On Techno

Before you read, let me set the tone for this week’s post with a personal Vine of my own.

One of my father’s unique qualities is his taste in music. That is, he loves every type of music out there. You can get into his car and at any given time find yourself listening to the Grateful Dead, 90’s grunge. He could also be caught singing along to every word of the song “High” by Big Sean (I kid you not). Luckily, some of his appreciation for the sung word rubbed off on me. I am not nearly as talented as my dad, with his perfect pitch and his ability to hear any song once and perform it flawlessly on one of his seven (maybe eight, I lost count) beautiful guitars. However, I do have a small piece of the “music gene” in me… or at least I like to think so.

Nevertheless, there is one genre out there that neither my father nor myself have been able to take a firm grasp of. And this genre, of course, is “techno.”

The rave scene and the music that comes with it (house, dubstep, electronic, etc.) has literally become a cult movement in our generation. While I know a hundred kids that will tell me that techno is not only a legitimate form of music, but is a way of life, I am still wildly intrigued by its true influence and what makes it so damn good.

This is not to say that I don’t often enjoy electronic music. It’s obviously fun, it’s obviously fun to dance to, it obviously gets anyone pumped up for a big night out, and it obviously makes me feel like Miley Cyrus while she’s “tryna get a line in the bathroom.” Who would complain about any of those evoked emotions? Hence, ravers of the world, do not get offended by my opinion. PLUR–I come in peace. If I could use the deuces emoji, I would right now. I’m sending you all mad love from the neon embers of the world wide web. My question is, however, why now?

My first guess is that technology is evolving at an overwhelming pace. We’ve reached the point where technology is no longer only a means through which we can learn and advance. It’s now used in a way to connect people all around the world with a five-minute song that speaks in a language of its own. Techno music is the adaptation of modern technology to culture. In an interesting way, its ability to break barriers is uncanny.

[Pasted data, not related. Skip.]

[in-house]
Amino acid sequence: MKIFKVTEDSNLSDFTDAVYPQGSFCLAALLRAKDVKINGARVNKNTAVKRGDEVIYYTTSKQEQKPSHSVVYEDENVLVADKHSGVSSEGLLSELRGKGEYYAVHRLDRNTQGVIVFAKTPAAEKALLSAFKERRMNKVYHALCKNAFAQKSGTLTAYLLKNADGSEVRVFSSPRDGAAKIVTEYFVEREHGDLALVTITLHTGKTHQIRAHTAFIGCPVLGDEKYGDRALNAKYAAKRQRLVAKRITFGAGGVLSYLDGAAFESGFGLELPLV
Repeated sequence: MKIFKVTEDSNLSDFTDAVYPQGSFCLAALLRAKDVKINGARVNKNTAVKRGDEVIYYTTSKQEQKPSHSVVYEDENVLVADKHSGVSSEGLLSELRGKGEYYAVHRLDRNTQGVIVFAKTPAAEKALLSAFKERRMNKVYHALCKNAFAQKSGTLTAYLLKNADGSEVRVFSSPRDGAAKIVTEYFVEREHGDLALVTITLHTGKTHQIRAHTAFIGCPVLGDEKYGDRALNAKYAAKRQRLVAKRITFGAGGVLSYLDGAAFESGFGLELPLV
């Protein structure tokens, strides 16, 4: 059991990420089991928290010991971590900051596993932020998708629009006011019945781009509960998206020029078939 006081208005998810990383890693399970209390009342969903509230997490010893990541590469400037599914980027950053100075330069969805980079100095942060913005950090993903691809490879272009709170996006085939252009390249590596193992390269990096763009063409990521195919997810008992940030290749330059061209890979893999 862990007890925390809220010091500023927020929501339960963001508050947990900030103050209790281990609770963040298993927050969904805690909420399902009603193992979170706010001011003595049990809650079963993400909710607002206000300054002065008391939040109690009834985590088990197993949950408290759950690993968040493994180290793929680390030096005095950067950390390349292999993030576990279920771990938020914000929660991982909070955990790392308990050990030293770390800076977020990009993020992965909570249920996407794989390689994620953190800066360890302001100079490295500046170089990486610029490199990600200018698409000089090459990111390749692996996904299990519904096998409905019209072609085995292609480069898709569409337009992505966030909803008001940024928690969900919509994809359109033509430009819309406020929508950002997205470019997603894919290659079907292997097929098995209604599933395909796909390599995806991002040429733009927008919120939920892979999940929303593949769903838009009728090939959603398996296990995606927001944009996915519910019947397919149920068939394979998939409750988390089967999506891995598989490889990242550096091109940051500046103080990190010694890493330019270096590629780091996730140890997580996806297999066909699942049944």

ooooohhh, aaahhhhh

There is something about electronic music that stems father than this; there must be another reason why a movement can turn the entire music industry around almost as much as the birth of rock n’ roll did in the 1950’s. I think it has to do with “the feeling.”

“The feeling” is an imaginary term that I made up in my mind that explains the way one’s body reacts when listening to techno. Even if you don’t like this type of music–no matter how much of a blasphemy you claim that it is because you think that you and your thick-rimmed fake glasses gotta stick it to the indie scene–you have got to admit that you get “the feeling.” “The feeling” is totally physical, similarly to how I feel about Justin Bieber. Just kidding–I would never like a guy for just his body. Who would do that?!???!!

“The feeling” has to do with the psychological effects of techno music and the way your brain receives these unexpected sounds… like a drop in a song, for example. Then, your brain sends out groovy frequencies to your heart and your belly and then you feel kinda like there’s an earthquake inside of you and you could potentially vomit but in a good way.

We are bored. We spend way too much time on Facebook and way too much time watching TV illegally watching Breaking Bad on our computers. So, we listen to techno, we get “the feeling,” and we feel alive. Literally, your body is shaken out of whatever funk it was in and you want to dance. The excessive need to work makes life boring on the daily. The norm has become unacceptable, so now we have techno to shoot static sounds across our nerves. And remember, you’re hearing this from someone who has a soft side for Joni Mitchell and Sheryl Crow, so it must have some value.

What’s next when our bodies become comfortably numb to techno? I should ask my dad. He’ll probs know.